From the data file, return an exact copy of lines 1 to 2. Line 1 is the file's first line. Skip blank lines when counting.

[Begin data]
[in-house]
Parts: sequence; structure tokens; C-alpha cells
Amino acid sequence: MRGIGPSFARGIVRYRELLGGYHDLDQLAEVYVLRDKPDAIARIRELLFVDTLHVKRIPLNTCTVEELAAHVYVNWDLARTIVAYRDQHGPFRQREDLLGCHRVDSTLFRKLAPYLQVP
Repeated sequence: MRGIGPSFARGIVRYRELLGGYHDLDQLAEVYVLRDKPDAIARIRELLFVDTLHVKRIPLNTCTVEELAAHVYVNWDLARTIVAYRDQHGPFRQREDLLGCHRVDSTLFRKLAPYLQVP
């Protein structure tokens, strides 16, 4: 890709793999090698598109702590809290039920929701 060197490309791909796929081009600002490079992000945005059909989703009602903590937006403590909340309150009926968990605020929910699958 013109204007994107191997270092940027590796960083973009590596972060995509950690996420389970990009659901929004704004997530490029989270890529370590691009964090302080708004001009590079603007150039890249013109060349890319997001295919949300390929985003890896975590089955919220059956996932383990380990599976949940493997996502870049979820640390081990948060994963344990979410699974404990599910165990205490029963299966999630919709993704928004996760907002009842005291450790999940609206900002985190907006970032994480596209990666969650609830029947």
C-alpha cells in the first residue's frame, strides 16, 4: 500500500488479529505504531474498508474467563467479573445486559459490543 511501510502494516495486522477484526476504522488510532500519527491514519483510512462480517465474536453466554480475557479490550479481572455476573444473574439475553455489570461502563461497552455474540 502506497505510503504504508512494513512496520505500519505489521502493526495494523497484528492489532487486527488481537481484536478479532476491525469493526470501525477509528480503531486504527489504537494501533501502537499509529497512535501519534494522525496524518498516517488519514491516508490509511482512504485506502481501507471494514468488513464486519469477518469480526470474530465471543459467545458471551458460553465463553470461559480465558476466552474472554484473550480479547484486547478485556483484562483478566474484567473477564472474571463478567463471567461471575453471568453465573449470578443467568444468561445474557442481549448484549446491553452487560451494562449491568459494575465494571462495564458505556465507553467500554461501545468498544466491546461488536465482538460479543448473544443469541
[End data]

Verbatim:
[in-house]
Parts: sequence; structure tokens; C-alpha cells